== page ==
Siege Notes July 3 2020

“It can’t be that everyone’s gone crazy.”
The middle-aged woman was speaking to an elderly woman I took to be her mother. They were walking the graffiti gauntlet along the Justice Center’s north side. Her tone was disbelieving and explanatory a the same time. They had the guileless simplicity of midwestern tourists out of old America.

Last night demonstrators were ferocious, assaulting the building with industrial-grade fireworks, pulling down the plywood boarding and trying to set them on fire. At some point US Marshalls emerged from the US District Court building next door to make an arrest.

On the lawfare front an ACLU lawsuit filed last Sunday yielded another limit on police tactics when a judge yesterday issued a temporary restraining order that

bars police from arresting or using physical force against anyone they “know or reasonably should know” is a journalist or legal observer – unless officers have probable cause that the person has committed a crime. The order also states that police can’t remove cameras, recording equipment, or press passes of journalists and legal observers nor can they ask them to disperse. 

Many antifa allies record and livestream their actions, and I’ve seen one or two wearing something that said “press” on it but who were clearly there as enthusiastic participants. Their intention is to capture some example of police brutality and they make no pretense of objectivity because they don’t know what the word means. They’ve produced some enviable livestreams (often with cringe-inducing live narration) but I’ve watched as one (in Seattle) claimed press status when police pressed, disdained objectivity later as he booted people off his live chat, and then drew attention someone else filming–a stranger he didn’t recognize that could have been a right-winger or, even, an objective journalist–for interrogation. When the police pressed forward again, he claimed press status.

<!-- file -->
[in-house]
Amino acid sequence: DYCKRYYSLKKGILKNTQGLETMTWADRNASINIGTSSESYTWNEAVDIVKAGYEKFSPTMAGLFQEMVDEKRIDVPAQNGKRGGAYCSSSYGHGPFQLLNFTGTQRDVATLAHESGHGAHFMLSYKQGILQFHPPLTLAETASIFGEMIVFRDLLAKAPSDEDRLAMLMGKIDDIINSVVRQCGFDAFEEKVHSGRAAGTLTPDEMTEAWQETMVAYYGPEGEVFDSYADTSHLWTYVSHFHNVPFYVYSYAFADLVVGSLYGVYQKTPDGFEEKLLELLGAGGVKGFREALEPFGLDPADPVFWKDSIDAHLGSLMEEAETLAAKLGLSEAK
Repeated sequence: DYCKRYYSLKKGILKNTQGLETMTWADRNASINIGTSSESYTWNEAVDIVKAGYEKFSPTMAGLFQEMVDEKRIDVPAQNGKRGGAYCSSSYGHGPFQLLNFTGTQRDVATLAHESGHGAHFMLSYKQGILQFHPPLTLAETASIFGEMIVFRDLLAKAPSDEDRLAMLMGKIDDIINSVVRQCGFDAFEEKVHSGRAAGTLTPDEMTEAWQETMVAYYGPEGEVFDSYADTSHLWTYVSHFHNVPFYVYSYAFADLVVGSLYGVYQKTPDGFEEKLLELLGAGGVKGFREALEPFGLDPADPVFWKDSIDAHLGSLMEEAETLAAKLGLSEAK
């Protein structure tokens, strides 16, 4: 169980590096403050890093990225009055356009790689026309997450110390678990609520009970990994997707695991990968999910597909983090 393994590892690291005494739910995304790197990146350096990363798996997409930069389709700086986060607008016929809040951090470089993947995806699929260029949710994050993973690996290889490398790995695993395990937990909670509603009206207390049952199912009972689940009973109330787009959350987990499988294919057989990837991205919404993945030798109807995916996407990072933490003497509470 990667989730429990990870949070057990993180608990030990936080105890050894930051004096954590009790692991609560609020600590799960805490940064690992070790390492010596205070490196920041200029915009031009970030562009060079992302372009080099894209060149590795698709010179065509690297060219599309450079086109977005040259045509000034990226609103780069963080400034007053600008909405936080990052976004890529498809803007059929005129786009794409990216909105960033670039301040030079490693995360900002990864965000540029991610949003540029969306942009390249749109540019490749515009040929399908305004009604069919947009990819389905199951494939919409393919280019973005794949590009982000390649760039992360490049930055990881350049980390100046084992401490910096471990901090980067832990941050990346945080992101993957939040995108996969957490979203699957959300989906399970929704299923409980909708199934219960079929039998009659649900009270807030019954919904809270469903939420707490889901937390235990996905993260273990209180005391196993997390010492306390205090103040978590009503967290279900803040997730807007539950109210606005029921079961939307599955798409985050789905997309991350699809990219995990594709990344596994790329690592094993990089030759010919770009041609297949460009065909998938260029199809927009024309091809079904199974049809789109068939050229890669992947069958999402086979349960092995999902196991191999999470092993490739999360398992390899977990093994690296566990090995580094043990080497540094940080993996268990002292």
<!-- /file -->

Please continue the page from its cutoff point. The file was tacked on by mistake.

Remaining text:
Attorneys allege officers have been targeting and injuring journalists and legal observers covering the protests. This week, the attorneys asked the city to issue a temporary restraining order against the city to prevent police from interfering with journalists and legal observers as they document protests against police violence.

Attorneys with the ACLU had been hoping the judge would intervene before the start of the long weekend. On Thursday afternoon, Judge Simon issued protections that will last for the next 14 days. 

Good fast, reliable service!

The suit claims that police in Portland have tear-gassed, pepper-sprayed, beaten and arrested journalists, observers and other neutral bystanders who are documenting the police’s response to protests. 

“The police should not be shutting down the public’s access to the messages and realities of protest in Portland’s streets where people are calling for an end to police killing of Black people,” said Kelly Simon, interim legal director of the ACLU of Oregon in a statement. 

“Police in Portland are making a mockery of the First Amendment by targeting journalists, using excessive force, and by using indiscriminate crowd-control weapons. Police actions have had a chilling effect on the media and protesters.” The lawsuit was filed in U.S. District Court in Portland and lays out multiple reports of violence against journalists at the hands of police.

Filed in the same US District Court boarded up, enveloped in the obscene and violent graffiti of BLM and assaulted nightly for over a month.

It would be perfect if instead of a gavel the judge used a clown horn.

A young man has taken up a vigil on the base were the David P Thompson Elk statue once stood; he sits there eyes closed like an eastern holy man.

A crowd of not quite a hundred gathered at the waterfront to hear black-clad black people recite the social justice mass under a beautiful sky. Boats, inner-tubers and a jet-ski fillied about in the water indifferent.
Back in front of the Justice Center I heard a commotion that appeared to be coming from one of the upper floors. About four or five up one of the stories is open-air, and looks like a wide open bay hemmed in by chain-link fencing.

Tortured screams could be heard.

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